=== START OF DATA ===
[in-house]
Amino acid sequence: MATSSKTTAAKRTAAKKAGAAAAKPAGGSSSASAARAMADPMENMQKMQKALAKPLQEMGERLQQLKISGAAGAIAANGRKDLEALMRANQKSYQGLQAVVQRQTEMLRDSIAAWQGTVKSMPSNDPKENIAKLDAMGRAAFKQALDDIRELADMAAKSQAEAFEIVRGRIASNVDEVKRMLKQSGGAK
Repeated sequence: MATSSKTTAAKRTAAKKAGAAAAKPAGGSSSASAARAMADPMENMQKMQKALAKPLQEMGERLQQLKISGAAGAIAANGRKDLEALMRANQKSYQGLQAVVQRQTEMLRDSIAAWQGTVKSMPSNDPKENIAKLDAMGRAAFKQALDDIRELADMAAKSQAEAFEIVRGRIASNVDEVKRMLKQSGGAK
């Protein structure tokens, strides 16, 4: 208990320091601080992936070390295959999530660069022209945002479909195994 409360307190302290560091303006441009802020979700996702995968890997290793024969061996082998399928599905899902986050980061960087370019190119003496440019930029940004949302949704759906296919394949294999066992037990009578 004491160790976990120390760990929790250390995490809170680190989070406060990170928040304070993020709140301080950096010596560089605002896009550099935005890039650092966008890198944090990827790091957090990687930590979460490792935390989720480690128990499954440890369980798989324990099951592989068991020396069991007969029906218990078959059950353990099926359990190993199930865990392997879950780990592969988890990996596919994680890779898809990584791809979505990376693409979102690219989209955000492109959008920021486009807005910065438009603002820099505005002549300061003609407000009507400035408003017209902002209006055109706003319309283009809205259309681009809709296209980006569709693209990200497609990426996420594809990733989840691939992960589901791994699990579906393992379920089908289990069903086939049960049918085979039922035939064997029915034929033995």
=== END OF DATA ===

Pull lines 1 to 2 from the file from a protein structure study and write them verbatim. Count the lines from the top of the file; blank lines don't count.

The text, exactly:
[in-house]
Amino acid sequence: MATSSKTTAAKRTAAKKAGAAAAKPAGGSSSASAARAMADPMENMQKMQKALAKPLQEMGERLQQLKISGAAGAIAANGRKDLEALMRANQKSYQGLQAVVQRQTEMLRDSIAAWQGTVKSMPSNDPKENIAKLDAMGRAAFKQALDDIRELADMAAKSQAEAFEIVRGRIASNVDEVKRMLKQSGGAK